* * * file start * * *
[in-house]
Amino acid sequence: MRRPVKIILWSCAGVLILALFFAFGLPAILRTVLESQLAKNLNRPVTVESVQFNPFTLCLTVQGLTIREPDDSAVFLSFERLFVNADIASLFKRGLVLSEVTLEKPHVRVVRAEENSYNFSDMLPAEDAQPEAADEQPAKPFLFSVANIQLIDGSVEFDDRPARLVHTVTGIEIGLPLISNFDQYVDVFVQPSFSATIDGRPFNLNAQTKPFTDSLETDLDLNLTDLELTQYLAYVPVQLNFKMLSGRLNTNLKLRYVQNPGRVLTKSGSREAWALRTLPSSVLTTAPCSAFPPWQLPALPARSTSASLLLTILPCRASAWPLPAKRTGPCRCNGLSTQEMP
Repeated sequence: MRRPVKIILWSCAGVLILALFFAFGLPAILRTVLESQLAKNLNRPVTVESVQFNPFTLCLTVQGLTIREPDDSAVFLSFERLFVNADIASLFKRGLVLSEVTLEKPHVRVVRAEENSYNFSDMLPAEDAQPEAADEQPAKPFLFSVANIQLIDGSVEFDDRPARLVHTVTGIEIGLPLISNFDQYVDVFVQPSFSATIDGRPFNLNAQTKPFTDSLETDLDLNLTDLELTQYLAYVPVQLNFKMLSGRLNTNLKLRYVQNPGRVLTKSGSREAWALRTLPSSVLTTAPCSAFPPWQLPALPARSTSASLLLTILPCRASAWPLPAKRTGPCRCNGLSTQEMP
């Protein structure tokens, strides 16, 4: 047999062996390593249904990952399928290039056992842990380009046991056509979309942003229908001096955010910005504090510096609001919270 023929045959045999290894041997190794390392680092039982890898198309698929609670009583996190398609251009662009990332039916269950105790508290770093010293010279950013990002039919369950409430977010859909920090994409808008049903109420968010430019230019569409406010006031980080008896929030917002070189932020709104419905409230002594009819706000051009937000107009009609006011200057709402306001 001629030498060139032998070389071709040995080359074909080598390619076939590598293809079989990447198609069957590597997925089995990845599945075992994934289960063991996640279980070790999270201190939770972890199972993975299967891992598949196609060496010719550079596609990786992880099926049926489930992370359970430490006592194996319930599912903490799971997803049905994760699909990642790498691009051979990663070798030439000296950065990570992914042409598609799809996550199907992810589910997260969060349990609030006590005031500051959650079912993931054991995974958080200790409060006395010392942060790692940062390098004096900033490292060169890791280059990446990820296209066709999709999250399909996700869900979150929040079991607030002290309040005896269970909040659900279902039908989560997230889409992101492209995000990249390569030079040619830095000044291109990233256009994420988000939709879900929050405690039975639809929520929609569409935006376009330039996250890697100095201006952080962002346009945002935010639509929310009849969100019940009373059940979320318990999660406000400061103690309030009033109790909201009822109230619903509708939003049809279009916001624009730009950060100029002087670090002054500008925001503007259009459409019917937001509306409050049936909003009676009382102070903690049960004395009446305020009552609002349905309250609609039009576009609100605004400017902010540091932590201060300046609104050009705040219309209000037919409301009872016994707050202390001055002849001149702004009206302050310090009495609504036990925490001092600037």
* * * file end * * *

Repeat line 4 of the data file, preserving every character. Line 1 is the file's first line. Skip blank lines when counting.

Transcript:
């Protein structure tokens, strides 16, 4: 047999062996390593249904990952399928290039056992842990380009046991056509979309942003229908001096955010910005504090510096609001919270 023929045959045999290894041997190794390392680092039982890898198309698929609670009583996190398609251009662009990332039916269950105790508290770093010293010279950013990002039919369950409430977010859909920090994409808008049903109420968010430019230019569409406010006031980080008896929030917002070189932020709104419905409230002594009819706000051009937000107009009609006011200057709402306001 001629030498060139032998070389071709040995080359074909080598390619076939590598293809079989990447198609069957590597997925089995990845599945075992994934289960063991996640279980070790999270201190939770972890199972993975299967891992598949196609060496010719550079596609990786992880099926049926489930992370359970430490006592194996319930599912903490799971997803049905994760699909990642790498691009051979990663070798030439000296950065990570992914042409598609799809996550199907992810589910997260969060349990609030006590005031500051959650079912993931054991995974958080200790409060006395010392942060790692940062390098004096900033490292060169890791280059990446990820296209066709999709999250399909996700869900979150929040079991607030002290309040005896269970909040659900279902039908989560997230889409992101492209995000990249390569030079040619830095000044291109990233256009994420988000939709879900929050405690039975639809929520929609569409935006376009330039996250890697100095201006952080962002346009945002935010639509929310009849969100019940009373059940979320318990999660406000400061103690309030009033109790909201009822109230619903509708939003049809279009916001624009730009950060100029002087670090002054500008925001503007259009459409019917937001509306409050049936909003009676009382102070903690049960004395009446305020009552609002349905309250609609039009576009609100605004400017902010540091932590201060300046609104050009705040219309209000037919409301009872016994707050202390001055002849001149702004009206302050310090009495609504036990925490001092600037």